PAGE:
I am certainly a collector of kitchen ware, OK to be fair I have heard the word hoarder mentioned when it comes to my kitchen collectables, I dispute this rather strongly. Everything has a use, some items are just used rather less frequently then others. So we come to my Himalayan salt block.
I purchased this some time ago, maybe even 3-4 years, life does whizz past quickly. At the time I decided it was a must have as a serving platter and for that it was used, once maybe twice and then went to a comfortable place in the very back of a bottom cupboard, to disappear from sight and memory until I was on the kitchen floor doing a proper cupboard clean out.
It seems salt is the flavour of the month. There are numerous varieties for cooking, I currently have 5 different types in my larder. You can have treatment in salt rooms, purchase Himalayan salt lamps, I’ve just discovered the dinky little graters with a piece of Himalayan salt (no I haven’t succumbed to it’s charms as yet- keep an eye out for future blogs), there are a vast array of salt blocks shaped as bowls or simple square and rectangles.
These salt blocks are pink -sunset colors and really rather attractive, they hail from the Himalaya’s and have been created over thousands of years.
I have discovered cooking seafood and steak is absolutely remarkable using the salt block. It gives a salty tasting caramelized flavor, I kind of wish I had been using it all these years.
As there is salt naturally, it does work exceptionally well for seafood. There are a few tricks in cooking with the block.
Heat it very slowly, as it will crack if it meets with too much too soon.
- Heat at the lowest temperature for 15 minutes
- Move to medium for a further 15 minutes
- High for a final 15 minutes
- Hold your hand about 5 cm from the block, if you feel the heat, it is ready for cooking
Cooking succulent fresh scallops (from lakes Entrance) took a matter of minutes, no oil, a little black pepper, 1 minute on each side and we were done.
The natural juices of the scallops aided the cooking process absolutely added to the flavor. I was a little concerned at this stage as to how well the block would clean up. No problem. More about cleaning at the end of this blog.
Served with baby spinach leaves, a drizzle of lemon olive oil (or olive oil and a squeeze of lemon), chive flowers added an additional subtle flavor and burst of color.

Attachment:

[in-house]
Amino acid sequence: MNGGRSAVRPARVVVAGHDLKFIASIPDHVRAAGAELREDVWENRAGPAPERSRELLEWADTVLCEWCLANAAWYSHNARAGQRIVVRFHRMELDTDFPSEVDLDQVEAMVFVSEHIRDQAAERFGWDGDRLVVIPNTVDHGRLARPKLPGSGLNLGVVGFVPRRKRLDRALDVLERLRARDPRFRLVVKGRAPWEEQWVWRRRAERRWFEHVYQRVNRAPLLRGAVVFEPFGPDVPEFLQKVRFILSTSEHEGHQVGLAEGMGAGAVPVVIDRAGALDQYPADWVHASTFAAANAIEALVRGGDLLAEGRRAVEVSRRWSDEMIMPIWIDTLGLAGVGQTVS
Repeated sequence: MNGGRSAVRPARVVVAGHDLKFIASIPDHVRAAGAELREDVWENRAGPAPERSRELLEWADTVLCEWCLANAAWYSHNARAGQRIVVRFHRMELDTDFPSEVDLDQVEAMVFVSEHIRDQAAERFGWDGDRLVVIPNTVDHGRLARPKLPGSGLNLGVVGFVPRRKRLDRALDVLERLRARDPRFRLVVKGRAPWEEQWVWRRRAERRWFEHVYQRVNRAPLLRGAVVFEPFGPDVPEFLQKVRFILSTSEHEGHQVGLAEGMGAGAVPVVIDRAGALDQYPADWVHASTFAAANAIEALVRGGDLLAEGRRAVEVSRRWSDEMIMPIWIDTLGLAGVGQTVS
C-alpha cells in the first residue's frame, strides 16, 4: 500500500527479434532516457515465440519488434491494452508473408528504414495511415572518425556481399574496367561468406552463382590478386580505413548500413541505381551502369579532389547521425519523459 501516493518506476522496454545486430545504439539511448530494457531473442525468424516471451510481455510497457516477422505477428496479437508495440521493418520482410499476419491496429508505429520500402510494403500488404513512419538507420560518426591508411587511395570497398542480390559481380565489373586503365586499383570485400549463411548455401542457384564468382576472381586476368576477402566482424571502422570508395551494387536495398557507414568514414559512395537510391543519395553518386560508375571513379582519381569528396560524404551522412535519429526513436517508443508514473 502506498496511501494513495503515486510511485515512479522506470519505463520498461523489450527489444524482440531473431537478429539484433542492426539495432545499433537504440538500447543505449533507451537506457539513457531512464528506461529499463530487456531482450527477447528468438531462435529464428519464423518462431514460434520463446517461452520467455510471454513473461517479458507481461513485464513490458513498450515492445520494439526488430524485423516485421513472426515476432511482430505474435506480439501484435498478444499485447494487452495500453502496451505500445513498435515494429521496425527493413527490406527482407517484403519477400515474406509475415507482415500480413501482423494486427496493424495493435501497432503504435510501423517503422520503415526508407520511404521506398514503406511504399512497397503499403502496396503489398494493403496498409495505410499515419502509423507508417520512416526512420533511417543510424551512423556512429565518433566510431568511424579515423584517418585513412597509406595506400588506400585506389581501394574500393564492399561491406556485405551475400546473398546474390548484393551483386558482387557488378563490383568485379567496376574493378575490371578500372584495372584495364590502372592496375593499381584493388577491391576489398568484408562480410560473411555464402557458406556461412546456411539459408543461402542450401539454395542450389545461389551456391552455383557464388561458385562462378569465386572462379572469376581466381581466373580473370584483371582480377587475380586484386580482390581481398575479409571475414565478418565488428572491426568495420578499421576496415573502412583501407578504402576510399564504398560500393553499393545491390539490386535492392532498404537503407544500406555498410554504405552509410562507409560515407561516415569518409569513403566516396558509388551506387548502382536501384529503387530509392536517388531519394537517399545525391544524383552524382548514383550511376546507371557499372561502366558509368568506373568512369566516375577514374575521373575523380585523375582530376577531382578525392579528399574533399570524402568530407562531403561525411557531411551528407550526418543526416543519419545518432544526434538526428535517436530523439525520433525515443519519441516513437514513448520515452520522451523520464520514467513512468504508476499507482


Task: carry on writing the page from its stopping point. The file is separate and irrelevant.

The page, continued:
Cooking steak is another treat a few minutes and you have it. After the heating process of course!
Don’t add oil to the block, I brushed a little on each side of the steak (Scotch is my favorite) and a little pepper.
I have read where people have suggested a Himalayan salt block doesn’t heat up quickly enough when turning over the item you are cooking. I haven’t had this problem but I wonder if it is the case that mine is a small block that sits over the heat element without too much hangover, perhaps if you have one of the larger blocks it may be more difficult to maintain the heat.
My block is suitable for cooking one generous piece of steak at a time.
Scotch fillet served with cos lettuce and broad bean and pea salad.
I absolutely would recommend Himalayan Salt Blocks, I haven’t yet attempted but if you cool it it is fabulous for sashimi as it starts the curing process,so I’ve been told.
It is a bit of a luxury, but if like me, you have an addiction to different methods of cooking then it is a fun and fabulous purchase.
The pros according to what I have read, not necessarily my opinion:
- Health benefits of balancing PHD and healthy minerals added to your food.
- Anti bacterial surface.
- More complex taste due to the salt and minerals naturally occurring.
- Holds the heat well and evenly distributed.
- It would be fabulous on a BBQ provided you have control of the heat.
- If you food is too salty you may not have heated the block sufficiently.
- Beware of wet foods, and never add oil to the block directly.
- Use frequently the more use the better condition the block.
- Store in plastic – now I didn’t know this and don’t necessarily do this.
- Always use metal not plastic tools.
- Do not immerse in water.
- Clean with a damp cloth.
- Clean as soon as it is cool enough.
Cracking and staining will naturally occur, be careful in the heating process to avoid major cracking, but as careful as I am, there is some with mine it hasn’t effected the block at all, so far.
I have a gas cooker and have not tried it on electric or induction, please check when purchasing if your stove is suitable.